Many centuries later; news of great English victories was spread by means of a chain of bonfires.  Not hugely effective in poor weather and very bad for the ozone layer.  

During the Second World War the BBC would place John Snagge, Stuart Hibberd or Alvar Lidell in front of a splendid ‘Type A’ microphone to announce that Hitler was dead, Berlin had fallen or the cheese ration was being increased.  

And so to September 2007 when Matt Jones used his mobile to ring through the details of Wollaston’s title-clinching win over Geddington last weekend – while enthusiastic team-mates attempted to pull his trousers down.  

That success at London Road was enough to earn the club a fifth Division One (or equivalent) title.  But as the first four came in the days before automatic promotion they will be enjoying their debut season in Northamptonshire’s top flight next year.  

“It’s very special,” admits David Ward, who made his Wollaston debut back in 1962 and could justifiably claim – if he wasn’t such a modest chap – to be the ‘soul’ of the club, having bagged more than 1,500 league wickets on its behalf.  

“My father played in 1959, 1960 and 1961 when they won the old County League Division Two but didn’t go up. 

“And I played in the 1973 side, along with (NCL chairman) John Hodges, when dad was president of the club.  So yes, it means a lot.  

“We’ve put no plans in place really.  It has just happened and it’s all very exciting.  We’re just savouring the moment!” 

Ward wasn’t present when history was made – but his excuse is fair enough.  

He was busy playing for the second team – who also won, to kill off the threat of relegation from Division Three – just up the road at Rushden.  

“We kept getting updates on what was happening at our ground,” adds Ward.  

“The first thing was that Harmit (Bahra) had to win the toss this time, and fortunately he did.  

“It’s rather ironic because when our firsts were relegated for the only time in 1990 it was Horton seconds who beat us on the last Saturday of the season to send us down.  

“Now, of course, their first team is coming down and we’re changing places with them!”  

Founded in 1870, Wollaston joined the Northants County League from the Kettering and District in 1957 and a couple of years later won the first of three successive titles under the captaincy of Peter Wyant.  

The Class of ’73 put the club’s name on the same piece of silverware again, winning nine out of 18 games and edging out Great Oakley by a single point.  

But joining the ‘big boys’ involved more than simply winning the division below.  At that time you had to APPLY for promotion (in writing to the Hon. Secretary by September 7) and the existing top division clubs would decide if they wanted you or not.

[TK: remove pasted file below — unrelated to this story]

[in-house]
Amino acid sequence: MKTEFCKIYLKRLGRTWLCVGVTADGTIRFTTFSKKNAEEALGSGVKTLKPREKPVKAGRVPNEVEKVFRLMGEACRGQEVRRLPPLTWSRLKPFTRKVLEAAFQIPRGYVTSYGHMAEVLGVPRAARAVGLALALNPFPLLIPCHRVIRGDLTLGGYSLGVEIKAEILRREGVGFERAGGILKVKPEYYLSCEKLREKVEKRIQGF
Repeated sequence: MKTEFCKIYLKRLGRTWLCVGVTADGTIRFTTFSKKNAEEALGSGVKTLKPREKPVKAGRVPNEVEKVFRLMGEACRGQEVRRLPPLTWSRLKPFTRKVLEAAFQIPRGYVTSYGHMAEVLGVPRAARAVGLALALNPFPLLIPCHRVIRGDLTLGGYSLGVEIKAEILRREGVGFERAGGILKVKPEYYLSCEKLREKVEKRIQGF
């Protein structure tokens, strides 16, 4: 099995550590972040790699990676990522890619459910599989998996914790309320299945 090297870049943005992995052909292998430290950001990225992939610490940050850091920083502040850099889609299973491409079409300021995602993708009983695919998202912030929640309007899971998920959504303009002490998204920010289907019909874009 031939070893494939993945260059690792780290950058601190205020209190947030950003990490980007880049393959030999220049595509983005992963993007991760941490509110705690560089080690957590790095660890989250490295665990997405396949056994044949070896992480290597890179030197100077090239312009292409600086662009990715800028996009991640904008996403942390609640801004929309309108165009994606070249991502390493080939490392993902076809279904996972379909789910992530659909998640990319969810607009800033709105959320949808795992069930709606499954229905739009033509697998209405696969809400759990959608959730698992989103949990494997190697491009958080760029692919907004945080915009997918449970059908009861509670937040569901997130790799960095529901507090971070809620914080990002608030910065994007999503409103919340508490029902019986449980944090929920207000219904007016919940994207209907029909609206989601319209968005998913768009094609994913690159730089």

“It was a bit of a closed shop.  When we won the second division we did apply.  But we all knew there was no chance of us going up.  

“If the opportunity had presented itself, we would have taken it.  But to be honest we just played in those days and winning the league was a bonus.” 

Wollaston have needed to be patient in recent years, too.  

Since the NCL came into being in 2003 they have finished no lower than fourth in Division One and were runners-up in both 2005 and 2006 – missing out to Irthlingborough and Burton Latimer by just 14 and four points respectively.  

“We didn’t always feel we had the rub of the green with the toss in some of those seasons – although I know anybody can say that.  

“It just seemed as though a good team would come down, or another team would get a useful overseas player and suddenly perk up, and they’d take it beyond us.” 

There wasn’t, of course, a Northamptonshire League in the 1920s and 30s.  But it’s fair to say that Wollaston could have been a powerful force in that particular era.  

Between 1913 and 1948 a quartet of men from the village – Ben Bellamy, Vernon Murdin, Reg Partridge and Cyril Perkins – played more than 850 first-class matches for Northamptonshire between them.  

Which made it hugely appropriate that Bellamy’s great-grandson, left-arm spinner Chris Perry, should play a key role in last Saturday’s victory by capturing five Geddington wickets.  

And the aforementioned Matt Jones – who top-scored with 52 – is the son of Paul, who notched 353 runs at 32.09 in the successful 1973 side.  

10 Chris Perry           Matt Jones

“I know people think we’re a village club and a bit insular.  But sometimes it does work in our favour when the generations come through.  

“That was a nice touch with Chris and Matt.  It just rounded the whole thing off.”  

As with Burton Latimer a year ago, the existing Premier Division skippers will be quizzing all-and-sundry in the coming months to find out “what’s Wollaston like” before the 2008 campaign gets underway next April.  

They could do worse than check out the club’s excellent website which contains, amongst other delights, a full list of first-teamers' for the last 50 years, from Arthur Ward to David Clarkson.  

Proud of what’s gone before and hopeful for the future, even Wollaston’s opponents (and Isham’s record against them has been pretty dire in recent years) will concede they deserve a chance to enjoy the view from the top of the tree.

REPRODUCED BY KIND PERMISSION OF THE AUTHOR, ANDREW RADD,  THE EVENING TELEGRAPH AND THE NORTHAMPTON CHRONICLE & ECHO

2005

THE ERNIE BRYAN MEMORIAL TROPHY FOR BEST JUNIOR PLAYER

David Clarkson became the first recipient of this Trophy when it was presented by

 President Colin Barber at the Club Dinner at the end of the season.

David, who lives in Northampton, had an outstanding seasonat Under Thirteen level and is a worthy winner. He is presently representing Northamptonshire in his age group

and we are hoping he will progress to representing Wollaston

at senior level in the future.

 

2004